Having variables kept across Lua invokation is still useful as long as these variables have idempotent values (i.e. values that should be independant of the number of calls, but just depending on the state when starting to parse a wiki page: basically there are things that are constant for all the wiki (like the default language) or depend on properties of the current page (the content language, and the starting time when this page gets parsed and rendered, even if the parsing is incomplete), the user's UI language (not specific to the user but shared and cachable for any usage of the same language).
The frame itself tracks such constants, but the lua calls should not depend on their order of invokation and all calls should work as if they were the first one being evaluated in the same context.
Then initializations can be performed only once, cached, and reused without the associated cost (notably in CPU time, as most often memory space is not the major blocker). This means that lua calls should depend on a small environment (even smaller that what is in the "current frame" which contains the current state of analysis and various synchronisation data for caches and different rendering servers).
If we make these Lua calls more functional, with reduced sets of dependencies (taken from any "current frame" where they should not change over time), it becomes possible to render a page incrementally and update only what is necessary, just by invalidating caches more incrementally, and queuing the rendering and caching of other fragments: we then solve the problem of CPU time, as well as later the resources limits on memory space, because caches will fill the gap). The only price will be the total time to have the page full refreshed, but at least we should be able to have a usable page that can be built incrementally in several steps.
Notably parser hooks (for namespaces, or parser functions) could have their own cache independant of the cache for the fully rendered page: what is needed is to track the dependencies for reused cached fragments that the Mediawiki will use, and purging the Mediawiki page cache no longer need to purge the cache used by each hook.
As well the parser hooks can run on different servers/hosts. The main Mediawiki parser will still be able to compose the elements, but will no longer need to run hooks synchronously in a single pass. We get better scalability, common fragments with the same conditions can be parsed only once and reused (via the cache). It will be up to each cache to detect when it has been specifically flushed or is too old for the new page content changing call parameters and then decide to delegate or not the effective execution of the hook to refresh the cached result that Mediawiki uses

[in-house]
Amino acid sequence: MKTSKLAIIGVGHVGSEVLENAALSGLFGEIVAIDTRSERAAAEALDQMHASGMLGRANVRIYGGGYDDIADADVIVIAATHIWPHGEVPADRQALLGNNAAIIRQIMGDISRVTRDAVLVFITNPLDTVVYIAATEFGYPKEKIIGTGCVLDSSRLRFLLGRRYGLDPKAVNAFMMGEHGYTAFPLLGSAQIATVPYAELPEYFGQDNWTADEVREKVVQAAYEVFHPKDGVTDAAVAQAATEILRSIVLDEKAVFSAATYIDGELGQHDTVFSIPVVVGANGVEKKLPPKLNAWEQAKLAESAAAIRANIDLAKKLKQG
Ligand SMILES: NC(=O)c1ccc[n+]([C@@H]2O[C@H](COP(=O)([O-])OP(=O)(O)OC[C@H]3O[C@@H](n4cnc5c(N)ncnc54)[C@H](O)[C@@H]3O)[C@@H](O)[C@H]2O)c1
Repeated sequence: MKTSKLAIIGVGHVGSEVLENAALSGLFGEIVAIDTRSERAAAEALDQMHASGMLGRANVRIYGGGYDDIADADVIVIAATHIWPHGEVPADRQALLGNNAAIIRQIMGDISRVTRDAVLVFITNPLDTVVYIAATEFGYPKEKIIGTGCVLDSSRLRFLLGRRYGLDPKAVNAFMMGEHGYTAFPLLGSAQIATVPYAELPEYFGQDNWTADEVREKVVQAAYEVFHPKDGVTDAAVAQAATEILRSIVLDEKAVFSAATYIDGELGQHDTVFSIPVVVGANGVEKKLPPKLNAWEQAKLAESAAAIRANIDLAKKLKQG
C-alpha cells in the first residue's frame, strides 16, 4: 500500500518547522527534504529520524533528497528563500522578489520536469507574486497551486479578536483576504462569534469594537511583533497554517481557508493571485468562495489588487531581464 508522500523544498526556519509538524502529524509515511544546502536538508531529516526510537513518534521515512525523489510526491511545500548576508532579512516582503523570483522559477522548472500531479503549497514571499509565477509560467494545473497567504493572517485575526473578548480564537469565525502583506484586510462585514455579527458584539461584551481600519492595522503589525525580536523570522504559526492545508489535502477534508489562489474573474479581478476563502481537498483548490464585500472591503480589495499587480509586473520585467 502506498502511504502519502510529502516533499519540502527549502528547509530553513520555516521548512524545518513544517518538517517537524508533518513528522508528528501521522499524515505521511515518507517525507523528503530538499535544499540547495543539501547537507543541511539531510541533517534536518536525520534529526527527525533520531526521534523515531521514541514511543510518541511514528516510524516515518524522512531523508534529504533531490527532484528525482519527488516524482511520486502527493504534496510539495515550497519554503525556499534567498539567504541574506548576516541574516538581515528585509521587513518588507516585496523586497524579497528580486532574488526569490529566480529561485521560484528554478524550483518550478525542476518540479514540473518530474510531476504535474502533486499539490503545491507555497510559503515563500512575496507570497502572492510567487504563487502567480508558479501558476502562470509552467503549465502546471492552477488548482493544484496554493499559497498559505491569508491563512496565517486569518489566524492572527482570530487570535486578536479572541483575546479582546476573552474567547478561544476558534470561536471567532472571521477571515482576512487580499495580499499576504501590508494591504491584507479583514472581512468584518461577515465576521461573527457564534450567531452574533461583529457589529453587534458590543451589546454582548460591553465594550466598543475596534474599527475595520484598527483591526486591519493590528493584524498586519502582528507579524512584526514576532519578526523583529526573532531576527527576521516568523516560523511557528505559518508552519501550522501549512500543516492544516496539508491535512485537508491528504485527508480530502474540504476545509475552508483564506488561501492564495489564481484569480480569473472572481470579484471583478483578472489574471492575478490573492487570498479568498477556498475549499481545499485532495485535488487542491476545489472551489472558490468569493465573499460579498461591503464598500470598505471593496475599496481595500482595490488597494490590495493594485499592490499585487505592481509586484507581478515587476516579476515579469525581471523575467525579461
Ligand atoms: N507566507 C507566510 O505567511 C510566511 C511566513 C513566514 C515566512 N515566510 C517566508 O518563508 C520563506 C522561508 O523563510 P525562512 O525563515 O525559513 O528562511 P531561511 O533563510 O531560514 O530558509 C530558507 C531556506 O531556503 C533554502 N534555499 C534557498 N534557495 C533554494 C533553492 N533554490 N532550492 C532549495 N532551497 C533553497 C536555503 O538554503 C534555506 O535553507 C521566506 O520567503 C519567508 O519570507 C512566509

Note however that some hook evualations may need more time than what Mediawiki expects for composing the full page: a hook should be able to return a temporary value with a short expiry time equivalent to the estimated time where the evaluation in the hook will be complete. Hooks must then appropriately choose what to cache in their result and be able to manage the expiration time. Mediawiki should not force these hooks to restart the evaluation when the VM hosting the hook is still working on computing the results (which may take time, such as getting data from an other service, like Wikibase/Wikidata, or a Wikifunction evaluator).

For now the rendering of Mediawiki is just supposed to be monolithic and run in a single pass. That's something to change (and that will become crucially needed for wikifunctions). Mediawiki just must be able to get a representation of the last known stable state of the hook parser: getting such view should not take long: each parser should return a status fast and at least a partial result and the correct expiration time before querying it again: refreshing a mediawiki page will not necessarily force all hooks to be refreshed too.

This should apply to all hooks, including template expansion (that already have now their own cache whose dependencies are computed as a hash of the input parameters and the version of the template: this considerably improved Mediawiki. The same should apply to Lua, Wikibase, or other future evaluation functions for internationalization (results computed in different languages), or for Wikifunctions. We actualyl don't need all pages to be fully rendered with all up to date results in the given limit of 10 seconds. Mediawiki wikis would then become more reactive, would waste less ressources, and we would have less limitations on servier performances, and better choices for scalability by allowing more servers (including with different performances) to contribute to the final computing: it's perfectly acceptable for any page to sjust show partial estimates (showing also an indication that the full result may be available later): we don't need these results in less than 10 seconds, but it is perfectly acceptable if these results take minutes or hours to be computed and the page just shows the user that they can revisit it some minutes or hours later.

"Purging" pages should then be exceptional: Wiklimedia will schedule the various jobs to complete the evaluation and until then will still be able to return temporary values or estimates, or an older view of the last computed results: navigation will be much accelerated. And there will be less time dependencies across servers/services.

I like this idea quite much, as it would be an approach to incorporate Variables into Parsoid core. Exposing this caching would be a new feature, I think, which would rather be related to Variables than a replacement. I propose to bring this idea to the attention of the parsing team.

In particular, it would probably be simpler to start from scratch there.